Once a Soldier (Rogues Redeemed #1) by Mary Jo Putney
The premise is so interesting, the time period often unexplored, the setting not England, and I was in the bag for this one - and then I just could not care about either the heroine or the hero.
We meet Will Masterson as he’s about to die. He and several other English nationals are being held captive in the fight against the French and facing certain death. Will notices a crack in the wall in the nick of time, however, and they escape. They make a pact to help each other whenever possible in the future and go on their merry ways.
(Side note: Anyone who has read Putney’s Lost Lords series will know Will Masterson as one of the heroes who studied at Westerfeld Academy and who never got his happily ever after in that series.)
After Napoleon’s arrest and exile to Elba, Will is looking forward to his return to England. He’s a peer of the realm, after all, and is ready to take up that mantle of responsibility. Before he can set sail for Jolly Old England, however, he gets asked to escort men from the tiny nation of San Gabriel back to their (probably destroyed and most likely desolate) homeland. It seems like no one has heard from the tiny nation in a while and concerns are high that the French lay it bare.
So Will sets off, leading a group of exhausted and beleaguered men through the mountains to their homeland. When they get there, they’re all pleasantly surprised to find that while there has certainly been destruction and pain in San Gabriel, many people are alive and well. The infrastructure needs rebuilt, and the French were particularly unkind to the vineyards which provide much of the nation’s GDP, but all hope is not lost.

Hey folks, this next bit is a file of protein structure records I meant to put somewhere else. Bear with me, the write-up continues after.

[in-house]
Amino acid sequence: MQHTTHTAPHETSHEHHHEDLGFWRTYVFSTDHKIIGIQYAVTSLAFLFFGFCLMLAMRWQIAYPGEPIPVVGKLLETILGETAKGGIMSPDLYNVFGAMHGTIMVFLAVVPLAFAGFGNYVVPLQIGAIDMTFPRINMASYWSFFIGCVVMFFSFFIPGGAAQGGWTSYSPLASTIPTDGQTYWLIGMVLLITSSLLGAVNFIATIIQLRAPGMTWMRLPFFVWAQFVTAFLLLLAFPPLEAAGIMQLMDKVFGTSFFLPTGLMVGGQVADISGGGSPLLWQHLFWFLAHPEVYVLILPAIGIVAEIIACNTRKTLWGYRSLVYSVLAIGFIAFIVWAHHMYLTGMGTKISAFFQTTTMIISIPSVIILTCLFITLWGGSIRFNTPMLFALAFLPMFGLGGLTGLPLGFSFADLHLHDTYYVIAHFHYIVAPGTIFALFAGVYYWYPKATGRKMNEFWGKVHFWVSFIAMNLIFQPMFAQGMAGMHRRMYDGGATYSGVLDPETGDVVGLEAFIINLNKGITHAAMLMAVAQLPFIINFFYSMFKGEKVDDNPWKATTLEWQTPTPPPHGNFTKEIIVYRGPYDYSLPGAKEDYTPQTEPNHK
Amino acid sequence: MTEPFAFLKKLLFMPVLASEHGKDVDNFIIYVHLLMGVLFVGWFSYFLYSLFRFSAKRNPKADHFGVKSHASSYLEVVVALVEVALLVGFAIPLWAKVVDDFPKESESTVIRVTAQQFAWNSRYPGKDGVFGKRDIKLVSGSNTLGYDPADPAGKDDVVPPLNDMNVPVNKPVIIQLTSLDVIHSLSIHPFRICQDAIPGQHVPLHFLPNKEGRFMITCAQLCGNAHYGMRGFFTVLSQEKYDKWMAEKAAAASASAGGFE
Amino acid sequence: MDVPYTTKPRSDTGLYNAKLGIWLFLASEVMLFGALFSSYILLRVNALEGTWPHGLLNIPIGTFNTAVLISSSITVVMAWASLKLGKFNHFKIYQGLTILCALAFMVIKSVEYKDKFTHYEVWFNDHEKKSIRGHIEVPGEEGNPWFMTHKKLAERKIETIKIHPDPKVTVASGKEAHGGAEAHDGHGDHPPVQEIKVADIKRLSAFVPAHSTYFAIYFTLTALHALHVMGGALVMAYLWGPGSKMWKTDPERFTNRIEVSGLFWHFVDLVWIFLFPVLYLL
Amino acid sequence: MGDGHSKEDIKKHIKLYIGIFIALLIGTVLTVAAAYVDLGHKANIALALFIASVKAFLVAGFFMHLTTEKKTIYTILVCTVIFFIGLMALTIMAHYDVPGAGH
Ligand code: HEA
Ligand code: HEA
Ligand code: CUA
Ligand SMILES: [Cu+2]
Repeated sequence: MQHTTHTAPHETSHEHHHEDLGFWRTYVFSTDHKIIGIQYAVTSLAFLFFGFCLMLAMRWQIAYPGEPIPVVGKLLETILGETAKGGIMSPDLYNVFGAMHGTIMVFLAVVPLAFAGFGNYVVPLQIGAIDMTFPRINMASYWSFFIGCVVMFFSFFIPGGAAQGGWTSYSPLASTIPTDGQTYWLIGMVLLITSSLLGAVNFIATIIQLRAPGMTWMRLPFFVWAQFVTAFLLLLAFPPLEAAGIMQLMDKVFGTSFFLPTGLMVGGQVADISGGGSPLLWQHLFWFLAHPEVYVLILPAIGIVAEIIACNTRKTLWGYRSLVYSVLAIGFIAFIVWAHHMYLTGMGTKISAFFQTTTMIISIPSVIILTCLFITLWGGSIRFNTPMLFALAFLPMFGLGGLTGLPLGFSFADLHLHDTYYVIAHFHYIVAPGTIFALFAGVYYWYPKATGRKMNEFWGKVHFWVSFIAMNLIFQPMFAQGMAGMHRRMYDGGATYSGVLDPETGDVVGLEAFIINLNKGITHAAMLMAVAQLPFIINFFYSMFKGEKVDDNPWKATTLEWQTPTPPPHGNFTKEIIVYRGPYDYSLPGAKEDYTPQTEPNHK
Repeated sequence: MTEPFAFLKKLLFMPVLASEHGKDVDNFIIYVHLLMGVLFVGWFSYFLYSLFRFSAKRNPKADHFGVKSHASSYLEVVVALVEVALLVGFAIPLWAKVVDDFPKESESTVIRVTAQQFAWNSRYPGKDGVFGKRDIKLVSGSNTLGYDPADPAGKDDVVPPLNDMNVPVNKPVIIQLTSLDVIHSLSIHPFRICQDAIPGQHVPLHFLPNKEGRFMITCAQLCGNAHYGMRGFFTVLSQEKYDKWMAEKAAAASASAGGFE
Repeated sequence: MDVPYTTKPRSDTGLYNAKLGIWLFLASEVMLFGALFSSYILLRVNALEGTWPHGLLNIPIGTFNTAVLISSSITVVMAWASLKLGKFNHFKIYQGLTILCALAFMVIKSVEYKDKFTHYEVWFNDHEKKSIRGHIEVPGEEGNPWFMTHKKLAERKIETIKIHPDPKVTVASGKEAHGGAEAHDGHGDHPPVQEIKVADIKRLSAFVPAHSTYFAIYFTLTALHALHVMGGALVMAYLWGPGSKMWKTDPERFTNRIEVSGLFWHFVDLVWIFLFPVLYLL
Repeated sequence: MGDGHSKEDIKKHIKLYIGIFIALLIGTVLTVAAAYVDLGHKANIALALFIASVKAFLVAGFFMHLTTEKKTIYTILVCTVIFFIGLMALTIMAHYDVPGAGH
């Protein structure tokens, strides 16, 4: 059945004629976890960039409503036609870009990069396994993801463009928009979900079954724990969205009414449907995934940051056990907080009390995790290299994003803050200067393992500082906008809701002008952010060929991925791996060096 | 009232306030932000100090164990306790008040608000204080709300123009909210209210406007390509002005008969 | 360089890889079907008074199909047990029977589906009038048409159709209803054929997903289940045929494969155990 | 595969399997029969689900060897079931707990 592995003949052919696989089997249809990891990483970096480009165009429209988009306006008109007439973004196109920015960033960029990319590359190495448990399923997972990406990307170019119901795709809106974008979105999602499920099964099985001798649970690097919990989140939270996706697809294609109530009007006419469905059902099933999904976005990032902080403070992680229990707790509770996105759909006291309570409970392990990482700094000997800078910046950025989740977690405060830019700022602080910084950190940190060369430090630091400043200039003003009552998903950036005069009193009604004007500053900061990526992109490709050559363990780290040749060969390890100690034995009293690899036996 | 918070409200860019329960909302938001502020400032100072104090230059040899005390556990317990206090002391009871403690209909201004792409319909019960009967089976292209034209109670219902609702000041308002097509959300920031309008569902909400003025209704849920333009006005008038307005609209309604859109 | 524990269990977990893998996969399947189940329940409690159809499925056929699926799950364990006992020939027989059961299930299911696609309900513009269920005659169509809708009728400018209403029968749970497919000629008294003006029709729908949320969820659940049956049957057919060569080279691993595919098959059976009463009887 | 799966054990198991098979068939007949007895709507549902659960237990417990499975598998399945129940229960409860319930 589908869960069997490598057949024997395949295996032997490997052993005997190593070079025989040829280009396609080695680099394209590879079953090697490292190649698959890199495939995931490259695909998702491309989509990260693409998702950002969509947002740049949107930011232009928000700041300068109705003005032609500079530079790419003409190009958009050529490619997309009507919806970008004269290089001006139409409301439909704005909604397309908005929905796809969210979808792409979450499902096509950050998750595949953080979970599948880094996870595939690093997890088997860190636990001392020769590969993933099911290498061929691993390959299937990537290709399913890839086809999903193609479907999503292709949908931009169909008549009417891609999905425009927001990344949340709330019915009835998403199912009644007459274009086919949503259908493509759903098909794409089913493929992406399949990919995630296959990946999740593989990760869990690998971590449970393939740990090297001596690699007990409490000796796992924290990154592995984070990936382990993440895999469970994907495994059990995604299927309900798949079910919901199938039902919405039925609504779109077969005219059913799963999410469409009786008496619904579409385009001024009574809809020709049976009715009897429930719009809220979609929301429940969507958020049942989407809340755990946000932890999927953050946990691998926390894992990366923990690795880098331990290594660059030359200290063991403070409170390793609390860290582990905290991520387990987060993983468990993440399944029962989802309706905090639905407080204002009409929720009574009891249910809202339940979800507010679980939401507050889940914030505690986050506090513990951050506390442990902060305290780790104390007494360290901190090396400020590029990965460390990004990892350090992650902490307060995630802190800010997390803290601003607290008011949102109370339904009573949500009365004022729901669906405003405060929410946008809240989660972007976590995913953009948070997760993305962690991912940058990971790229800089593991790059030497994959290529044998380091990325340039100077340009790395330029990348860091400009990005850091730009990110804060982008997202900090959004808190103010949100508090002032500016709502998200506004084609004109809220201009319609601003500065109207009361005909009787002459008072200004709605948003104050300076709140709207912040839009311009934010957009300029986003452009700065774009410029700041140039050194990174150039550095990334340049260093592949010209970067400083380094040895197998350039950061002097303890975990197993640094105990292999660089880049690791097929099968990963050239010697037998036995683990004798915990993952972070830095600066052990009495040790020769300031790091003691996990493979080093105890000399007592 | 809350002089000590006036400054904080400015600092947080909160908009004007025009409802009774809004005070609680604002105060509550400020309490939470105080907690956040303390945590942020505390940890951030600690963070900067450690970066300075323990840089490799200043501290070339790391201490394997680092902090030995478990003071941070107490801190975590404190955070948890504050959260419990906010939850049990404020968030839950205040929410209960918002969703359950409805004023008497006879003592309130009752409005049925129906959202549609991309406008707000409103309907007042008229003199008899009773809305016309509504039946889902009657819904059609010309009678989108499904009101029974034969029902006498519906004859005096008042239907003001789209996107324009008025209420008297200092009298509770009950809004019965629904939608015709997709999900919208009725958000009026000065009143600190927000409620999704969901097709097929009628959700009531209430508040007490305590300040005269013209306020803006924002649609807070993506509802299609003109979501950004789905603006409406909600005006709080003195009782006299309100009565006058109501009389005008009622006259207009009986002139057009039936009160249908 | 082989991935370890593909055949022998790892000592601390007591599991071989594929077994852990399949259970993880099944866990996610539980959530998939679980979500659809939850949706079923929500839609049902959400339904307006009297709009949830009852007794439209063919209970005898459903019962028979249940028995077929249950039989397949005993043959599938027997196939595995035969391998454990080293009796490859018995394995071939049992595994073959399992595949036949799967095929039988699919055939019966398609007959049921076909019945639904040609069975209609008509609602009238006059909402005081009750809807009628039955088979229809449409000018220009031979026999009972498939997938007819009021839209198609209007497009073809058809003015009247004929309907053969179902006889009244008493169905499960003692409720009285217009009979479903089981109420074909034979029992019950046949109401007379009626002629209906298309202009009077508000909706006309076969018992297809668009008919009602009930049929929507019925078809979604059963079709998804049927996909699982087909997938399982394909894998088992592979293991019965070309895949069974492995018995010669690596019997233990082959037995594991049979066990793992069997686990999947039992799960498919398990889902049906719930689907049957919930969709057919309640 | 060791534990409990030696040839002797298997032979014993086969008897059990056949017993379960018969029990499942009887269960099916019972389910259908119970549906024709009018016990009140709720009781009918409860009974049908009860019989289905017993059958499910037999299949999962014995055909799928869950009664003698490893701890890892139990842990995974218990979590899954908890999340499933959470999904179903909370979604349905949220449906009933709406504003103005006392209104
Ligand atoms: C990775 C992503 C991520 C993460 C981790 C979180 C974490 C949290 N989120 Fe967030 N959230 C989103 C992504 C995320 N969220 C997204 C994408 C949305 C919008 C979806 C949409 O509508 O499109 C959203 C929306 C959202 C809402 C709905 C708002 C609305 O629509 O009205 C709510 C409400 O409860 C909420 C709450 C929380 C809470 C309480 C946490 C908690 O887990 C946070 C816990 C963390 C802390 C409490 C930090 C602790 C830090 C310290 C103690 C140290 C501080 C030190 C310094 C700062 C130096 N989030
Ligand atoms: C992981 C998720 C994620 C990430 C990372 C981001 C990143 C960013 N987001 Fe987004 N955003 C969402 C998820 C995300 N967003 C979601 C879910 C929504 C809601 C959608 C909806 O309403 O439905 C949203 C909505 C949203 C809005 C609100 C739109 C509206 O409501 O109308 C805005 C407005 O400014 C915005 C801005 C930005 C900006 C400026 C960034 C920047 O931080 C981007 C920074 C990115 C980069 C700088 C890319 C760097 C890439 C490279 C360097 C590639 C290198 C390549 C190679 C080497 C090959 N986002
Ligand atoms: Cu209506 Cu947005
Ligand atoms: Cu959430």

Even more surprising is that the nation is being held together by an Englishwoman named Athena.
Serving as advisor to the queen who is currently under the regency of a kind by elderly uncle, Athena has been largely responsible for any positive progress in San Gabriel since the French left. Will is immediately drawn to her and this book is as close to instalove as historical romances can really get.
They spend their courtship talking about bridges, how to rebuild San Gabriel, how to train the young queen, and then it takes a turn for the slightly suspenseful when they discover that it’s not just the French who sought the destruction of the small nation.
As a side bonus, there’s not just one happily ever after in this story, but two! The queen finds love with one of the men who come from abroad to help rebuild San Gabriel and their story is sweet.
As I said in the beginning, there’s nothing wrong with this book. I’m always game for opportunities to read non-English set historical romances and I was happy to spend time in vineyards instead of house parties in the Cotswolds. I liked reading about a heroine who had no practical need for a husband. I don’t want to get into details regarding that here, for the unfolding of Athena’s story and portrayal of self is something that is best experienced instead of explained.
I would recommend this for folks who enjoy slightly unconventional romances with intelligent heroines and heroes (Will borderlines on a beta hero here) with a dash of swashbuckling thrown in. There’s a lot to enjoy even without connecting with the main characters, I promise. Plus, if you do connect with them and enjoy it, please make sure to come back here and tell me about it.